Editor of The Zen Gateway website and practitioner of Zen Buddhism.
When the Way Becomes Clearer
What is the Way?
Sometimes the human heart can lead us on a merry goose chase. Often, it's reasons and motivations are hidden from us. Though we don’t realise it, over a period of time, it reminds us of why it is that we do what we do.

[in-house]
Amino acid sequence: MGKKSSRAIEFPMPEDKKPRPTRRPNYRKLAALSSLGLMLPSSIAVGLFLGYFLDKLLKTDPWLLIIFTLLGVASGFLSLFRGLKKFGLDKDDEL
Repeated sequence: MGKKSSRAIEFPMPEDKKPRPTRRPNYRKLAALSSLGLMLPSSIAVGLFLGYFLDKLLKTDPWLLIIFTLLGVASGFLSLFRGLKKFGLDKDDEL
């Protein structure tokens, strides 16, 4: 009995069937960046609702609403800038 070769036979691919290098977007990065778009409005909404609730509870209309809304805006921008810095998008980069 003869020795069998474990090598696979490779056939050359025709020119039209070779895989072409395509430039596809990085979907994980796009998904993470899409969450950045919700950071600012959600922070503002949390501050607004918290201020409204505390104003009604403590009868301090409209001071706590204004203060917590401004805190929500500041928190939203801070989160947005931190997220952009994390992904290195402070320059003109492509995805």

Prince Gautama started his spiritual journey, having left the palace, by becoming the disciple, successively, of two teachers. He went to them in order to learn the forms of meditation and spiritual practice that they had to teach. And it wasn’t very long before he equalled them in his insight. In fact he excelled so much at these spiritual practices that on both occasions his teachers offered him their succession. Both times he refused because, it’s said, neither of the methods that the two teachers revealed to him answered the problem that had originally set the Prince on his way. That problem was the question of human suffering: what is the cause of that suffering? What he had learned had not answered this question. So he had to find his own way and he stayed faithful to that way. This is the remarkable thing: all of us feel moved to follow The Way. That’s why we’re here, but the real question is: why are we here? What is it that we have come for? Each of us can probably give his or her unique reason for taking up a Buddhist practice. However we discover as we go on in the practice that our reasons for following the Buddha’s Way are subject to change. Over time there seems to be a sort of clarification about exactly why we follow this Way.